Java developer

Java is one of the most popular computer languages in the world, which is why Java developers are so in demand. Java is known for its speed and scalability, which makes it perfect for computer games, corporate software, and mobile apps. Java developers’ median income is around $85,000 per year.


Data scientist

For the first time in the last five years, data scientist was bumped off the top of the list of best careers, but at number three, it’s still highly in demand and very well paying. Data scientists gather data and organize it in ways that help their companies understand their customers or to help solve problems. If you are analytical and good with numbers, data science might be an ideal new career. A data science bootcamp could put you well on your way to making over $100,000 per year. 

Product manager

A product manager supervises every step in bringing a new product to market. Qualified product managers should have a background in marketing. Many positions require advanced degrees. While a product manager isn’t a tech job per se, it is a collaborative position, and using a bootcamp or part-time computer language program can give applicants a leg up on the competition. The median income for a project manager is close to $120,000 per year. 

DevOps engineer

DevOps engineers are similar to product managers in that it’s a collaborative role, but DevOps engineer is also a tech role. Their job is to oversee software products throughout their life cycles. DevOps engineers’ median salary is over $100,000 per year, and a coding bootcamp can provide the skills needed for most companies.

Data engineer

While a data engineer is similar to a data scientist in many ways, data scientists use advanced mathematics and complex algorithms while data engineers build the infrastructure and architecture to generate the data. Data engineers should master languages such as SQL and Python, and have experience with platforms. Advanced degrees are generally not required. A part-time training program may be all that’s needed to earn around $100,000 per year.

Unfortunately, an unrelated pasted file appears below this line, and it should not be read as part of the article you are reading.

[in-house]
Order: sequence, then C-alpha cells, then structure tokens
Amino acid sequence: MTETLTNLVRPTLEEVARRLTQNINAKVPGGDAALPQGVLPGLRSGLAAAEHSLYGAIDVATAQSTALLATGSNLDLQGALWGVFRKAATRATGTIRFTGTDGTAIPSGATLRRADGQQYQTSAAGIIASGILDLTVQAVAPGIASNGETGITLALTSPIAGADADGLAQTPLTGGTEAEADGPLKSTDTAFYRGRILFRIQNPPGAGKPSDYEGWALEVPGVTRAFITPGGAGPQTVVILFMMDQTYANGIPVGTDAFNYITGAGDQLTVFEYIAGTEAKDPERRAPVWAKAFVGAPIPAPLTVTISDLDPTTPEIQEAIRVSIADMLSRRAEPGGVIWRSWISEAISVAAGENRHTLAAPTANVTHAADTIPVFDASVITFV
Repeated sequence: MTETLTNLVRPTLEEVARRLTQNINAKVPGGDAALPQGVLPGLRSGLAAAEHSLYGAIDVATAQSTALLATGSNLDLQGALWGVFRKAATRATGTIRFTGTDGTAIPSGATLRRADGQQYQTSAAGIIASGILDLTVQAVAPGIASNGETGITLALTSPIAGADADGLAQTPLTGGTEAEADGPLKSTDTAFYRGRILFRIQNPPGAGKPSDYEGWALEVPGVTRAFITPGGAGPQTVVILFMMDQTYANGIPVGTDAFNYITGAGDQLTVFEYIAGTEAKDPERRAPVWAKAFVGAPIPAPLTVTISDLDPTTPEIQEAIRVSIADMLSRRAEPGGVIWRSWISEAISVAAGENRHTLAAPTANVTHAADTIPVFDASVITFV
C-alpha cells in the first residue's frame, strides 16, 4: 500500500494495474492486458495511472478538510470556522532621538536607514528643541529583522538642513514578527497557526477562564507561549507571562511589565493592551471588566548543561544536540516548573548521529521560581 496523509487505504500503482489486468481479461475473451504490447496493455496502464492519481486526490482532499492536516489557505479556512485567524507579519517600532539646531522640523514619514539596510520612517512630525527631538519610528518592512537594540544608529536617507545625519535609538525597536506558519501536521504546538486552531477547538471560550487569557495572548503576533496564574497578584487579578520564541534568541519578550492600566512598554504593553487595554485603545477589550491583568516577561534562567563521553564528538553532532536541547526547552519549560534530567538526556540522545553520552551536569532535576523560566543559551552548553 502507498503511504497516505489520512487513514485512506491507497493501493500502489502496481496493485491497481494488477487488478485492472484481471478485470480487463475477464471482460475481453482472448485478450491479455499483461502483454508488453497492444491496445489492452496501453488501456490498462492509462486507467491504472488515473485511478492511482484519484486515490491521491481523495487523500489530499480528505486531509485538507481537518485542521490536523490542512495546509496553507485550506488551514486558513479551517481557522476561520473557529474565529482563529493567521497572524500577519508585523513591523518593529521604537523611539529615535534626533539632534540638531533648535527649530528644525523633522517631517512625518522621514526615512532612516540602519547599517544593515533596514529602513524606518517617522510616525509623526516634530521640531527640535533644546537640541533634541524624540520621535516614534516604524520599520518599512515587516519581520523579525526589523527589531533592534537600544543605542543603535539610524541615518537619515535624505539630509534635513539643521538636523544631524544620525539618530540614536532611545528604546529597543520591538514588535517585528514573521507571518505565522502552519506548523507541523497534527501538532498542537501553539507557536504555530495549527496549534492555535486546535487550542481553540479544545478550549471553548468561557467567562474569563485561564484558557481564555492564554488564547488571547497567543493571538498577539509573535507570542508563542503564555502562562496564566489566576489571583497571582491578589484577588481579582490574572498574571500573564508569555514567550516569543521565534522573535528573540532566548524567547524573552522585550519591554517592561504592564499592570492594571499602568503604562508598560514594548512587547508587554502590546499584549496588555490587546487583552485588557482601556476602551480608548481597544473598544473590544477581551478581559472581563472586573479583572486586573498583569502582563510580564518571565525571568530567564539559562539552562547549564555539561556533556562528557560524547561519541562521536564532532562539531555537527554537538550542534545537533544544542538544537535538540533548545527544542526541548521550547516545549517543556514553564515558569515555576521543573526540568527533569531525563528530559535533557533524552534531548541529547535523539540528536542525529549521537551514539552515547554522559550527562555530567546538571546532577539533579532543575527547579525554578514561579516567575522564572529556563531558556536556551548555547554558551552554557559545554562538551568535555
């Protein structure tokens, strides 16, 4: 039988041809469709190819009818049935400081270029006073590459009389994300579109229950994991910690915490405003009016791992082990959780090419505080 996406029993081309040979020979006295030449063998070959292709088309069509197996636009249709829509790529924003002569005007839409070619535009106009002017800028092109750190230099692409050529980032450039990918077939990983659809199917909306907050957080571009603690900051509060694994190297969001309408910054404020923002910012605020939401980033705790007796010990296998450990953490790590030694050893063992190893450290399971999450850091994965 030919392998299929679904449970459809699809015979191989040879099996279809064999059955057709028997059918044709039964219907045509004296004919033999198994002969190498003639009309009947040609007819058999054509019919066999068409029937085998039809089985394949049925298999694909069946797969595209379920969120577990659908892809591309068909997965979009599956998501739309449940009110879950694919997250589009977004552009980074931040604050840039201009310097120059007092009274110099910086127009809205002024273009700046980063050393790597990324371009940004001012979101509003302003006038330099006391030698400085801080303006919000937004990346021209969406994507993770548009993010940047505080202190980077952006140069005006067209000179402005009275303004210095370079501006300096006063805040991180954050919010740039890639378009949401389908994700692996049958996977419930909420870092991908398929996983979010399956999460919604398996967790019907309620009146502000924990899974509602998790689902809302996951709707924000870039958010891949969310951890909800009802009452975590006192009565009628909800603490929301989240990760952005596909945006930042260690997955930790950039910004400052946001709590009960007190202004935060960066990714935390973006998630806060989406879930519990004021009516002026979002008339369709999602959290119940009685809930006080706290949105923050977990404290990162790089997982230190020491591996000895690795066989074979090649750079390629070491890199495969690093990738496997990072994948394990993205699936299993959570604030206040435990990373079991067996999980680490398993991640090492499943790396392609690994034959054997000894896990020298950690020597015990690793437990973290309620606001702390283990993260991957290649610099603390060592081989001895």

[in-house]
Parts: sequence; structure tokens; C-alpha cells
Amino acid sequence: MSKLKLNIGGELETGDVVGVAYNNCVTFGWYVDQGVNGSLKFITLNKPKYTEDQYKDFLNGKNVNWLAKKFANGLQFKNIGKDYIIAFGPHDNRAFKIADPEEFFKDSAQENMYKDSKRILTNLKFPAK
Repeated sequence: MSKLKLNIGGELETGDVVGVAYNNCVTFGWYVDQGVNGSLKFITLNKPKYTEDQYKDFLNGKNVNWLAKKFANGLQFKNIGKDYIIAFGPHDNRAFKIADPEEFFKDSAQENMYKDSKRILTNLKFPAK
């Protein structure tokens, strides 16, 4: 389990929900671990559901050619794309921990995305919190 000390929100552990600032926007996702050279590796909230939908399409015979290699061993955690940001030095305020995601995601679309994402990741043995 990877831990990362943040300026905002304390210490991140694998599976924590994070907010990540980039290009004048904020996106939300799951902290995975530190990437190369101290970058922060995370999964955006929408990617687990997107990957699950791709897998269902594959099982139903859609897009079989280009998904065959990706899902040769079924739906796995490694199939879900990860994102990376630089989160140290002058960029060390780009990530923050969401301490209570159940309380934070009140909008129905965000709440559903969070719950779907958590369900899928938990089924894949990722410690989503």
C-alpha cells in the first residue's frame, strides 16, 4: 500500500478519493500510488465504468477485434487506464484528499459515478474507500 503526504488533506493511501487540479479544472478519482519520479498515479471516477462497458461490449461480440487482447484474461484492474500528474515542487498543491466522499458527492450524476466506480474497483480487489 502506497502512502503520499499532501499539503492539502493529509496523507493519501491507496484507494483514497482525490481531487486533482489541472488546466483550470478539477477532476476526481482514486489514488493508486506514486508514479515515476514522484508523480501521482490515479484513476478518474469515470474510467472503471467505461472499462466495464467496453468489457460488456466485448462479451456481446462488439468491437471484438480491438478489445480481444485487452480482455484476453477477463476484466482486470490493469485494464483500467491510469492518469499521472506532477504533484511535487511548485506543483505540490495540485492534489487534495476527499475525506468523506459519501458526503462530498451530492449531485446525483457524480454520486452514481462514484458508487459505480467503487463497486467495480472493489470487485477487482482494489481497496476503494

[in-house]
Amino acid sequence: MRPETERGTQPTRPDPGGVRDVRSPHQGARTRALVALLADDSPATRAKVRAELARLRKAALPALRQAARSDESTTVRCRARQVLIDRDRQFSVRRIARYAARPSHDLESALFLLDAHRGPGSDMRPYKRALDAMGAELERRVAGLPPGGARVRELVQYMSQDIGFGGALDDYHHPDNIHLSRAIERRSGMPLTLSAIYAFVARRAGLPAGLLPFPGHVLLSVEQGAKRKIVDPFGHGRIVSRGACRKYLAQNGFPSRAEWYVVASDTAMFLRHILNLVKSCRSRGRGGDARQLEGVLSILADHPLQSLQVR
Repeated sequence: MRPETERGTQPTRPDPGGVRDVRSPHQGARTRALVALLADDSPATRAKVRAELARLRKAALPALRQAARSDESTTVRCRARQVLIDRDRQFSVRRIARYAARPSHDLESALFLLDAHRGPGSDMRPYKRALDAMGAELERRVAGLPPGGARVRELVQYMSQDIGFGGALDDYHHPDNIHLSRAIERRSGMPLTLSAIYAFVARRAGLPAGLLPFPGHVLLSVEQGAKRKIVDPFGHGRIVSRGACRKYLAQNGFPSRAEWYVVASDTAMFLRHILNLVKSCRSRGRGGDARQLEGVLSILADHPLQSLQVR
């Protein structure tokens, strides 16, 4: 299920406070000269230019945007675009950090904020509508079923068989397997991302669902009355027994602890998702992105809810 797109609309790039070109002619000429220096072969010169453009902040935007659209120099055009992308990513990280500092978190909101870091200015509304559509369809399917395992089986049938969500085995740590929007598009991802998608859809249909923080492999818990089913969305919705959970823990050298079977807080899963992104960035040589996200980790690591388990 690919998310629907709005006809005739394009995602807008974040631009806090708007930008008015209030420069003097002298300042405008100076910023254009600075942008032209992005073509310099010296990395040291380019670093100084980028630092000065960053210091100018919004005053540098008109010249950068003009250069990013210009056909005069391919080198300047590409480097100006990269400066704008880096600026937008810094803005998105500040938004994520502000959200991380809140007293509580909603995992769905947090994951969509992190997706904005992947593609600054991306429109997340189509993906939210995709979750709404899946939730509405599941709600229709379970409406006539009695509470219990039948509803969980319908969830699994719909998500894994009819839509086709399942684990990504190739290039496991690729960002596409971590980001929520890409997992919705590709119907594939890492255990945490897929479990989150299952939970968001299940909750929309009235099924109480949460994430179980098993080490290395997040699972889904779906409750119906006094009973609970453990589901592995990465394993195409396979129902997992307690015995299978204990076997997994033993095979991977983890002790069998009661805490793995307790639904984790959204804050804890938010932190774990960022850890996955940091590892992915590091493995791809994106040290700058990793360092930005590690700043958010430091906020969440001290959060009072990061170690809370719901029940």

Software engineer

Software engineers design, build, and maintain computer software programs. A skilled software engineer should know multiple languages, which can be learned through either a bootcamp or a part-time program. Advanced degrees are typically not required to earn over $100,000 per year. 

Speech and language pathologist

Speech and language pathologists help people of all ages overcome speech problems. Some may hire a speech pathologist to overcome a stutter. Speech and language pathologists help rehabilitate people recovering from strokes or traumatic brain injuries. Graduate schools may look for those who have undergraduate degrees in psychology, phonetics, math, or science. It is one of the few top careers that requires an advanced degree. Those with master’s degrees can expect to earn around $70,000 per year. 

Strategy manager

A strategy manager is a collaborative role at the core of companies’ decision making. They work across all silos and multiple teams to help determine and implement business strategies. Most companies require MBAs. An ideal candidate might come from marketing or business management. A strategy manager is the highest paid job on the list, with an annual median salary of about $135,000.

Business development manager

A business development manager is a sales role on a larger scale. They acquire and follow up on sales leads, typical with the goal of attracting long-term clients as opposed to a single sale. Business development managers also work alongside those servicing clients to ensure all needs are met as promised. Many companies require bachelor’s degrees, and depending on the type of product or service, a background in the industry. The median income for a business development manager is about $80,000 per year.